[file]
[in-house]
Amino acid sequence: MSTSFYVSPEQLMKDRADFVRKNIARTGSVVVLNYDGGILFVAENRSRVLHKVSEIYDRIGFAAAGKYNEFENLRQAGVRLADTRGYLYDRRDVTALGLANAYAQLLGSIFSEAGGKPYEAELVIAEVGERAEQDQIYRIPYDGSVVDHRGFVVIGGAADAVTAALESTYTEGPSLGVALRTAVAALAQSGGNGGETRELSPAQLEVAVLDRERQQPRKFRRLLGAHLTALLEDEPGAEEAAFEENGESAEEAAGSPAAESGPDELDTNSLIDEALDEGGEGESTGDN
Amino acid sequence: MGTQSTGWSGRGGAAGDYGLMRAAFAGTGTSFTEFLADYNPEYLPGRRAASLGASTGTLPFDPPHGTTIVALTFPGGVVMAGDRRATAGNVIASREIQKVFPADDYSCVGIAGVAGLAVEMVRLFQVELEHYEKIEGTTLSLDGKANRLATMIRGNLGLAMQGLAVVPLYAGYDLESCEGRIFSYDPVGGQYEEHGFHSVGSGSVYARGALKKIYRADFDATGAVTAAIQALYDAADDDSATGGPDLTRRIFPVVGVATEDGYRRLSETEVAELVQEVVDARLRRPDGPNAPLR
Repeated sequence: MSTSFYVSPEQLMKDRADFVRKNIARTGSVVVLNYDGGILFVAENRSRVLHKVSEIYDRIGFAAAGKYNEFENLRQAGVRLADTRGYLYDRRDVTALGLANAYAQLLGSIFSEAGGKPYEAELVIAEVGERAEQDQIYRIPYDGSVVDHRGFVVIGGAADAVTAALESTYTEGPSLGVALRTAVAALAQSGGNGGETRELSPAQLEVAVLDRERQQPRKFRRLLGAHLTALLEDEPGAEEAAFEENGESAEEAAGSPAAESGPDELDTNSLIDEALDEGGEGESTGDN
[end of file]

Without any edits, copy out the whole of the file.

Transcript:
[in-house]
Amino acid sequence: MSTSFYVSPEQLMKDRADFVRKNIARTGSVVVLNYDGGILFVAENRSRVLHKVSEIYDRIGFAAAGKYNEFENLRQAGVRLADTRGYLYDRRDVTALGLANAYAQLLGSIFSEAGGKPYEAELVIAEVGERAEQDQIYRIPYDGSVVDHRGFVVIGGAADAVTAALESTYTEGPSLGVALRTAVAALAQSGGNGGETRELSPAQLEVAVLDRERQQPRKFRRLLGAHLTALLEDEPGAEEAAFEENGESAEEAAGSPAAESGPDELDTNSLIDEALDEGGEGESTGDN
Amino acid sequence: MGTQSTGWSGRGGAAGDYGLMRAAFAGTGTSFTEFLADYNPEYLPGRRAASLGASTGTLPFDPPHGTTIVALTFPGGVVMAGDRRATAGNVIASREIQKVFPADDYSCVGIAGVAGLAVEMVRLFQVELEHYEKIEGTTLSLDGKANRLATMIRGNLGLAMQGLAVVPLYAGYDLESCEGRIFSYDPVGGQYEEHGFHSVGSGSVYARGALKKIYRADFDATGAVTAAIQALYDAADDDSATGGPDLTRRIFPVVGVATEDGYRRLSETEVAELVQEVVDARLRRPDGPNAPLR
Repeated sequence: MSTSFYVSPEQLMKDRADFVRKNIARTGSVVVLNYDGGILFVAENRSRVLHKVSEIYDRIGFAAAGKYNEFENLRQAGVRLADTRGYLYDRRDVTALGLANAYAQLLGSIFSEAGGKPYEAELVIAEVGERAEQDQIYRIPYDGSVVDHRGFVVIGGAADAVTAALESTYTEGPSLGVALRTAVAALAQSGGNGGETRELSPAQLEVAVLDRERQQPRKFRRLLGAHLTALLEDEPGAEEAAFEENGESAEEAAGSPAAESGPDELDTNSLIDEALDEGGEGESTGDN